Posted on January 30, 2011 - by David
The latest episode of ‘Office Hours,’ a social-science podcast produced by several grad students at the University of Minnesota, features my recent interview with Francesco Duina, chair of the sociology department at Bates College, and author of ‘Winning: Reflections on an American Obsession.’
Since reading Duina’s book, I’ve noticed the language and mindset of competition popping up in some questionable contexts, and thanks to his insightful analysis, I’m less likely to accept without reflection that this winning/losing dynamic always makes sense. But:
For many of us, it is a simple matter of fact that, in our schools, workplaces, businesses, and everywhere else, there are winners and losers. We can either win or lose our war against fat, the peace in Iraq, recognition as best employee of the month, custody of our children, our lover’s heart, and in the words of Newt Gingrich in his recent book, even “the future” (Gingrich 2005). (Duina 182)
It’s particularly interesting that Duina’s brief list of confusing competitions includes the Gingrich book (titled, ‘Winning the Future: A 21st Century Contract with America’), since “winning the future” turned out to be the catchphrase from Obama’s State of the Union Address last week. I counted 10 uses of this phrase or some variation of it, and the heading above the video on the Whitehouse website makes it abundantly clear that this was indeed the official theme of the night.
So what did people have to say about the President’s new slogan? Gingrich obviously agrees that the term fits the topic, and states that “Winning implies a real contest. Winning implies losing is possible.” (Duina would indeed have us recognize the same thing about this kind of language, but Gingrich doesn’t demonstrate how exactly this makes sense, the point for him being, I guess, that America’s victory isn’t a sure thing). Of course he disagrees with Obama entirely about how the future is to be won. Bill O’Reilly opens his article by poking some fun at the phrase, but then ultimately buys into the concept, just disagreeing in pretty much the same fashion as Gingrich about what will make us future-winners. Sarah Palin commented on her Facebook page that the “acronym [wtf] seemed more accurate than much of the content.”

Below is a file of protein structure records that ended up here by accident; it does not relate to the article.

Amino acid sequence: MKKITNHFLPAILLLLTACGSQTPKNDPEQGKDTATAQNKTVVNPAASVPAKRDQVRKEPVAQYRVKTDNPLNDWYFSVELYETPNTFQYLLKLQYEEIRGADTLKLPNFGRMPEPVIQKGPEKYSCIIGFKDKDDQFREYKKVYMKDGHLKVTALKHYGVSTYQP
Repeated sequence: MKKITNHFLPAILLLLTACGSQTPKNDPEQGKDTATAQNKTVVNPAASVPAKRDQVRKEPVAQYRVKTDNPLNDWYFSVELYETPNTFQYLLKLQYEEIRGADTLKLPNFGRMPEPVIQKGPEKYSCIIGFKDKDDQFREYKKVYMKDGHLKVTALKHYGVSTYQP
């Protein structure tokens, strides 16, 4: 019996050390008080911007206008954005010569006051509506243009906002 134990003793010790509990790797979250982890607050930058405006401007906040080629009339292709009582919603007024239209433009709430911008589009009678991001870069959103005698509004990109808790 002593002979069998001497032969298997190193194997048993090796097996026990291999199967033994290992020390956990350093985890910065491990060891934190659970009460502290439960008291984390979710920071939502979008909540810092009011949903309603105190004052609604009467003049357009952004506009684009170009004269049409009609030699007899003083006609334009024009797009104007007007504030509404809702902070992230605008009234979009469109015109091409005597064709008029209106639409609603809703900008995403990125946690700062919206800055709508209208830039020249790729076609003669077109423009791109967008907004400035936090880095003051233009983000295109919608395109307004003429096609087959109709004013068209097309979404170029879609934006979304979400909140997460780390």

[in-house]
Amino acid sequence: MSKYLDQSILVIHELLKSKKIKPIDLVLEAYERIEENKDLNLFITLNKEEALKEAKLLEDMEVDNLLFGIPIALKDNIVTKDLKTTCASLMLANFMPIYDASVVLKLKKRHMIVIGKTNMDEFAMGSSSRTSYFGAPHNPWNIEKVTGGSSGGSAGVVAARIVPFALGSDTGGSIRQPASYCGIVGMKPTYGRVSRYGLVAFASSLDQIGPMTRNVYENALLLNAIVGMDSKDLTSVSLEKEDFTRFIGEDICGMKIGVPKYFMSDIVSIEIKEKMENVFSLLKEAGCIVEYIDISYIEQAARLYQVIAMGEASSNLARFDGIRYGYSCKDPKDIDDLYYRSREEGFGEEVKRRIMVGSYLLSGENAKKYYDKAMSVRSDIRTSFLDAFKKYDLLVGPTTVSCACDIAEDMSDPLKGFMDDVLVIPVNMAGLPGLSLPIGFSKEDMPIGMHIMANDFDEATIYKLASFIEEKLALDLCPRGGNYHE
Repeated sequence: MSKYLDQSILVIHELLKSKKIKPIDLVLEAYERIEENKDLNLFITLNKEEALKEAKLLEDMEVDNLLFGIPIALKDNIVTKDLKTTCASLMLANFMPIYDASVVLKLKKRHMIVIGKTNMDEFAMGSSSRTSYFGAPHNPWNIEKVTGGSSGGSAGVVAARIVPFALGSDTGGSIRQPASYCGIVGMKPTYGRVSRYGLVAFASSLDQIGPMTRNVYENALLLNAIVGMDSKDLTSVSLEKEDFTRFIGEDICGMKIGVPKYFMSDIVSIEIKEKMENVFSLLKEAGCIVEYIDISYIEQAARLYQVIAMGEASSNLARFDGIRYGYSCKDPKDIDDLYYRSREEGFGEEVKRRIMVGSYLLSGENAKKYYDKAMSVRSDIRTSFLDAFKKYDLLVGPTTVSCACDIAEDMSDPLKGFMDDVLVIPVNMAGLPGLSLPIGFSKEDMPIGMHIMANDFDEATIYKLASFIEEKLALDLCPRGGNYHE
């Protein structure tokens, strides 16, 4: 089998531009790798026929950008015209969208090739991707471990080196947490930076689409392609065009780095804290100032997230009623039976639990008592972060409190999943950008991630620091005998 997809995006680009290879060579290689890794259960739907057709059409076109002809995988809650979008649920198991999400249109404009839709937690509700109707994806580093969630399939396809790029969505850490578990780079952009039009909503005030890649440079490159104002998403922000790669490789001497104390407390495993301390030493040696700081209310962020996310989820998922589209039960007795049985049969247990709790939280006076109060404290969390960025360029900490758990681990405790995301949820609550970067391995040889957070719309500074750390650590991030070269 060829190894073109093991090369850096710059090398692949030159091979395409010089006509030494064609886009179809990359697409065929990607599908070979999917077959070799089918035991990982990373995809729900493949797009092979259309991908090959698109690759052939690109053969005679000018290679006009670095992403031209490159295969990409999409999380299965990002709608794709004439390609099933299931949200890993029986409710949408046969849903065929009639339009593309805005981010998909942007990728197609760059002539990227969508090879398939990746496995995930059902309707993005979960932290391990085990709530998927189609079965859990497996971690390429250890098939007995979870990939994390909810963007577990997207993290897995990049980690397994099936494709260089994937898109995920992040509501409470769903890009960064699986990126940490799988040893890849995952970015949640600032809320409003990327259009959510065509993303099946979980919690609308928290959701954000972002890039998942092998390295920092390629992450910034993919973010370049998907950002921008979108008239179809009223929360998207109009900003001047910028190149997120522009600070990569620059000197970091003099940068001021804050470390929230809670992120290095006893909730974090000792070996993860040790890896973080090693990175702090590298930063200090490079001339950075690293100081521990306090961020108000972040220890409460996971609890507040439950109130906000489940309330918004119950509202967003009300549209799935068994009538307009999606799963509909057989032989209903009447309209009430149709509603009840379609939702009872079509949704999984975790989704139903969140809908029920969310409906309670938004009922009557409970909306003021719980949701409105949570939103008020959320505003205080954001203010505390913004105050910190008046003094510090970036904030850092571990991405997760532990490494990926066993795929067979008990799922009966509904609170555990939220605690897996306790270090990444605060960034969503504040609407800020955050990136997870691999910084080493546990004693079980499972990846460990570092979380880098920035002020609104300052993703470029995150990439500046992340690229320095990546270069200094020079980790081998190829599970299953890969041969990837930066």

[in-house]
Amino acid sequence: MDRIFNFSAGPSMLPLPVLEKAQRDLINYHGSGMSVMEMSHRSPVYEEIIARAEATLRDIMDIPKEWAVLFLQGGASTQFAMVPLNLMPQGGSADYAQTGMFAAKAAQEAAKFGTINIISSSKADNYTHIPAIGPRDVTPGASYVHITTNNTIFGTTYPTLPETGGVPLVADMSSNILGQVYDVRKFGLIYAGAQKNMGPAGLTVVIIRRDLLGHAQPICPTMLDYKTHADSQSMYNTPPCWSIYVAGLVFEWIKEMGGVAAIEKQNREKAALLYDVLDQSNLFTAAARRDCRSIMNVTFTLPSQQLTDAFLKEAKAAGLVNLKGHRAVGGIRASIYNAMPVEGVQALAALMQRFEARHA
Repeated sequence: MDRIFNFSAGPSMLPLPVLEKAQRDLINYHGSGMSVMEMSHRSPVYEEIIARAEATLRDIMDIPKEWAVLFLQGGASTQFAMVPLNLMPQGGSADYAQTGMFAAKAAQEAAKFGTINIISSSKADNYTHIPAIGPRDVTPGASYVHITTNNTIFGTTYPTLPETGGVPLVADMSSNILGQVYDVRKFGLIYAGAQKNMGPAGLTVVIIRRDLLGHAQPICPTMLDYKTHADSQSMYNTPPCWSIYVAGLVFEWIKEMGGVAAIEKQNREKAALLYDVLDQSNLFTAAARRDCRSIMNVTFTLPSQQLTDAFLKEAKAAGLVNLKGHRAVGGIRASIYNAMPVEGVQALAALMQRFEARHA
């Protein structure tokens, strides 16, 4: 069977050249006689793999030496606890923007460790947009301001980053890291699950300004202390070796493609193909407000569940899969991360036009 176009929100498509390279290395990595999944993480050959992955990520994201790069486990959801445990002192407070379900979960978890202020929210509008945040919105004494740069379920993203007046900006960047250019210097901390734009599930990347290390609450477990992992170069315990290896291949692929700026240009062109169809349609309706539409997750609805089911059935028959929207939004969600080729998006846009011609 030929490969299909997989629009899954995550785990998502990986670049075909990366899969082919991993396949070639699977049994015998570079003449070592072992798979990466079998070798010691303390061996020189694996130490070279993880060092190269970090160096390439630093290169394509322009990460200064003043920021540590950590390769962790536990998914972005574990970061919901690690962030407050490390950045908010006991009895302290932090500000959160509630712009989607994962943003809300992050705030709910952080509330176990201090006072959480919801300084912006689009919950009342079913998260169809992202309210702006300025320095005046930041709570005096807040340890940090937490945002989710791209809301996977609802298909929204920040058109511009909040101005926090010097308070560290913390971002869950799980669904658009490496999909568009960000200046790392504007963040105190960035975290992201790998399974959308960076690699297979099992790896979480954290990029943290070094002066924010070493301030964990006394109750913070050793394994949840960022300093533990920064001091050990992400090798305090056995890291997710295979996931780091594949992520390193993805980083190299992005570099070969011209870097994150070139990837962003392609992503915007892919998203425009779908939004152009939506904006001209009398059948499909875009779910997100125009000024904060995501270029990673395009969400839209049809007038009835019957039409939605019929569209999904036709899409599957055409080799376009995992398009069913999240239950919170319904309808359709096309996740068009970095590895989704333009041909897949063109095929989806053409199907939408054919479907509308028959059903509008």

Others challenged the language itself a bit more directly. An AP article called it an “upbeat but amorphous phrase.” NPR’s Ari Shapiro noted that, “for Obama, “Win the Future” has the advantage of being vague. At the end of “recovery summer,” people asked where the recovery was. The future, on the other hand, is always just around the corner.” Still others got closer to the heart of the matter, questioning Obama’s use of this “amorphous phrase” to talk about competition with nations like India and China. Tim Redmond of the San Francisco Bay Guardian asked:
…since when was the future a war, something to be fought with an enemy? To “win” the space race we had to “beat” the Soviets, which we did (ha ha, we got to the moon first). To “win” the future, do we have to beat someone else? The Russians aren’t up for winning much of anything these days, but Obama seems concerned about competing with China; do the Chinese have to “lose” the future for us to “win?”
Art Carden, on his Forbes blog, The Economic Imagination, wrote:
… while a group of White House speechwriters apparently thought that “win the future” would have the same rhetorical resonance as “yes we can,” the Address conveyed an incorrect zero-sum worldview in which what others gain comes at our expense. As economics has shown over and over and over and over again, trade creates wealth. Voluntary exchange is a positive-sum game. If China gets richer, it doesn’t imperil our ability to get richer, too.